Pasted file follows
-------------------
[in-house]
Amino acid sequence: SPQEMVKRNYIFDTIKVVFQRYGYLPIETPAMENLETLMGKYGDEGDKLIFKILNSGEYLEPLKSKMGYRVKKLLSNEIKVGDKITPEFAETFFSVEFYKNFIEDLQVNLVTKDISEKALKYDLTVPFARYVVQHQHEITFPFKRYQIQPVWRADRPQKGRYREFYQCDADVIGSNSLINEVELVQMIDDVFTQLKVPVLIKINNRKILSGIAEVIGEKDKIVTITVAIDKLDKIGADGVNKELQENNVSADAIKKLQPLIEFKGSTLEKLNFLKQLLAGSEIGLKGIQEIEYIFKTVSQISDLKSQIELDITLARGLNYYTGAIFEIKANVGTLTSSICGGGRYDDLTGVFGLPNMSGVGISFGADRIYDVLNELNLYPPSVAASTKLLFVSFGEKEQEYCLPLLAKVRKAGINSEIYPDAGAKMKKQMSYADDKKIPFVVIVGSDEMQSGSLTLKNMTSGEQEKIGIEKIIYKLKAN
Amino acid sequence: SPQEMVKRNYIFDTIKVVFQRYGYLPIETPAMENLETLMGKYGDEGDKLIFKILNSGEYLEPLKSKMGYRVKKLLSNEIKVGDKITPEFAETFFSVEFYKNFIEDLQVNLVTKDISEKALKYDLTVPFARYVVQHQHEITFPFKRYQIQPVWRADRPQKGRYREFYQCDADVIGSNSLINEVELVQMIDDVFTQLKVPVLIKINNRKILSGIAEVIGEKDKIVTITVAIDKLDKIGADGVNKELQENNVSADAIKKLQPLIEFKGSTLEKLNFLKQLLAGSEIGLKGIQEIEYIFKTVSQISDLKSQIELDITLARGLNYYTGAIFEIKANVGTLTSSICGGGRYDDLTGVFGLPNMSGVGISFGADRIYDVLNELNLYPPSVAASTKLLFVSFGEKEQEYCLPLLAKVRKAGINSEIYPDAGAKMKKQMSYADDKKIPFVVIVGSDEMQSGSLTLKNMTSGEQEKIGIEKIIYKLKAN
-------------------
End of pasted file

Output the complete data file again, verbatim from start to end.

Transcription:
[in-house]
Amino acid sequence: SPQEMVKRNYIFDTIKVVFQRYGYLPIETPAMENLETLMGKYGDEGDKLIFKILNSGEYLEPLKSKMGYRVKKLLSNEIKVGDKITPEFAETFFSVEFYKNFIEDLQVNLVTKDISEKALKYDLTVPFARYVVQHQHEITFPFKRYQIQPVWRADRPQKGRYREFYQCDADVIGSNSLINEVELVQMIDDVFTQLKVPVLIKINNRKILSGIAEVIGEKDKIVTITVAIDKLDKIGADGVNKELQENNVSADAIKKLQPLIEFKGSTLEKLNFLKQLLAGSEIGLKGIQEIEYIFKTVSQISDLKSQIELDITLARGLNYYTGAIFEIKANVGTLTSSICGGGRYDDLTGVFGLPNMSGVGISFGADRIYDVLNELNLYPPSVAASTKLLFVSFGEKEQEYCLPLLAKVRKAGINSEIYPDAGAKMKKQMSYADDKKIPFVVIVGSDEMQSGSLTLKNMTSGEQEKIGIEKIIYKLKAN
Amino acid sequence: SPQEMVKRNYIFDTIKVVFQRYGYLPIETPAMENLETLMGKYGDEGDKLIFKILNSGEYLEPLKSKMGYRVKKLLSNEIKVGDKITPEFAETFFSVEFYKNFIEDLQVNLVTKDISEKALKYDLTVPFARYVVQHQHEITFPFKRYQIQPVWRADRPQKGRYREFYQCDADVIGSNSLINEVELVQMIDDVFTQLKVPVLIKINNRKILSGIAEVIGEKDKIVTITVAIDKLDKIGADGVNKELQENNVSADAIKKLQPLIEFKGSTLEKLNFLKQLLAGSEIGLKGIQEIEYIFKTVSQISDLKSQIELDITLARGLNYYTGAIFEIKANVGTLTSSICGGGRYDDLTGVFGLPNMSGVGISFGADRIYDVLNELNLYPPSVAASTKLLFVSFGEKEQEYCLPLLAKVRKAGINSEIYPDAGAKMKKQMSYADDKKIPFVVIVGSDEMQSGSLTLKNMTSGEQEKIGIEKIIYKLKAN